Monday, 12 January 2015

The Lenborough Lead 'Parcel'

The description of those who watched the finder excavate it said that the Lenborough hoard was buried in a lead 'vessel'. The FLO has since clarified in a somewhat garbled interview that:
They were wrapped in a lead parcel, which I thought was very strange – turns out there have been lead pieces come up with other coins hoards in that period. It was an oblong of finished lead sheet which had been folded over in a sort of cylinder. The ends folded over each other to seal it and then the two short ends were pinched closed. It looked like a giant pasty, really: like how you would cook a piece of chicken in tin foil in the oven. It's a very simple, cheap way of wrapping your coins up so that you don't sacrifice a vessel. You could do it on the table in your house, I suppose. It may well be that they had cheap lead lying around.
Who is "they"? Who had pieces of (oblong?) finished lead sheet pieces that size (which is?) "lying around"? What was the lead being used for? Roof flashings? Lining cisterns? What kind of buildings in eleventh century Buckinghamshire had lead sheet components in them? (There are just TWO pieces of Early Medieval lead in the PAS database from the whole of Buckinghamshire). What does the excavator think is the aim of packing 5251.5 coins up in a parcel of soft pliable lead and just crimping the ends of a roughly-wrapped 'cylinder'? That number of coins is going to weigh somewhere in the region of 5.2kg and therefore just curling a bit of sheet around them 'on the kitchen table at home' is not going to make a very secure 'vessel' for transport. It would need to go in a sack, but then what's the lead for? In any case what is this nonsense about 'sacrificing a vessel' - unless this is a votive hoard, the person depositing it was presumably intending to come back and retrieve both money and vessel.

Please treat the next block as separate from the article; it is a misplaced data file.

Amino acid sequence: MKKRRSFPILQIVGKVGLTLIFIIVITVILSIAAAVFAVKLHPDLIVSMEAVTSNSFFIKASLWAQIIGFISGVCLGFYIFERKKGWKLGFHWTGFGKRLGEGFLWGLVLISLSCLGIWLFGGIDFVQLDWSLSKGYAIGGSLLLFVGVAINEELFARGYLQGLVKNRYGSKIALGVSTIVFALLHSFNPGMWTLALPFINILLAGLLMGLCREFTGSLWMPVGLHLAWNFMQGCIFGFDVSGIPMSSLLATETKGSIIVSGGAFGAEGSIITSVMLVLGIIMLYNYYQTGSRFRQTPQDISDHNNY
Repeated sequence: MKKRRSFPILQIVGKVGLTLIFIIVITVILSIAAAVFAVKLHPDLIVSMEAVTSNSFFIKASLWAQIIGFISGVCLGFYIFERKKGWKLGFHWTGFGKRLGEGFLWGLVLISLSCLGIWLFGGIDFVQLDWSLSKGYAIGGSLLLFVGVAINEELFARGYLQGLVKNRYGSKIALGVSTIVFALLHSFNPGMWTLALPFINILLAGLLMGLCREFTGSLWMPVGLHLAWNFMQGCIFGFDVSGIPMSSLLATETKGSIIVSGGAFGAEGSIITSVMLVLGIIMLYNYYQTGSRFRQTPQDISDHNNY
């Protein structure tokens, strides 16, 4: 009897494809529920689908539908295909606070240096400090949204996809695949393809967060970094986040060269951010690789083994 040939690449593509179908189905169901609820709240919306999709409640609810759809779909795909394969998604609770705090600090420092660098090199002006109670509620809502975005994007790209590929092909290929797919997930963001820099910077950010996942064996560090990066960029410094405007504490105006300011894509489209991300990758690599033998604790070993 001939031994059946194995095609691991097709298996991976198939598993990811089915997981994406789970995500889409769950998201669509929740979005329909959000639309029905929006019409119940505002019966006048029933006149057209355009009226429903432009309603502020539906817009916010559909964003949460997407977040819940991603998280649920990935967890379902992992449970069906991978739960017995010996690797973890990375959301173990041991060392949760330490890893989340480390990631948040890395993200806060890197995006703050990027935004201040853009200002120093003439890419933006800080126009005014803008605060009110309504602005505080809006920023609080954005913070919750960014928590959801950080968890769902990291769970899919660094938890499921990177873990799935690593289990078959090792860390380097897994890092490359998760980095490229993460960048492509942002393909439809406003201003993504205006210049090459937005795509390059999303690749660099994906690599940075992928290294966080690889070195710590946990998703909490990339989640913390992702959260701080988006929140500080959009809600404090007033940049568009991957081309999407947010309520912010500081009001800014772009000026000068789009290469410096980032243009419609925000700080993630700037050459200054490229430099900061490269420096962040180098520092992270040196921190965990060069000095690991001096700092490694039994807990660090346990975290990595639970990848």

Here we see a Weekend Wanderers photo of the hoard under excavation, surrounded by loads of loose bits of crud:
the top of the container exposed, 'rim/seam' and bend highlighted by me

from BBC
the same closer up showing the removed piece of lead. (BBC)
The seam is on the top, and there are lumps of loose earth around hiding both ends. Why was no photo published by the finders of the whole upper surface of the lead container fully exposed? It is unclear then whether the crimped ends are vertical or horizontal in the ground. The exposed length of seam is about 43cm long and the visible width is about 18 cm. So how deep does it go? Is the bottom of the package flat (as though lying in a box or on a support) or is it convex?  

Why was the removal of coins started (as shown in the Feroxchaser video) before the lead container had been fully exposed and recorded? 

Paul Coleman is quoted by the BBC as saying that the hoard was found "buried inside a lead bucket two feet under a field near Aylesbury". He said (Lorcan Lovett, 'Metal detector fan unearths 5,000 Anglo-Saxon coins in Buckinghamshire field', Getbucks 2 January 2014) that he "found a piece of lead and thought it was junk. But then I looked back in the hole and saw one shiny coin. Then I lifted a larger piece of lead and saw row upon row of coins stacked neatly. Where is this piece of lead in the above photo? Where are the stacks (rows) of coins documented?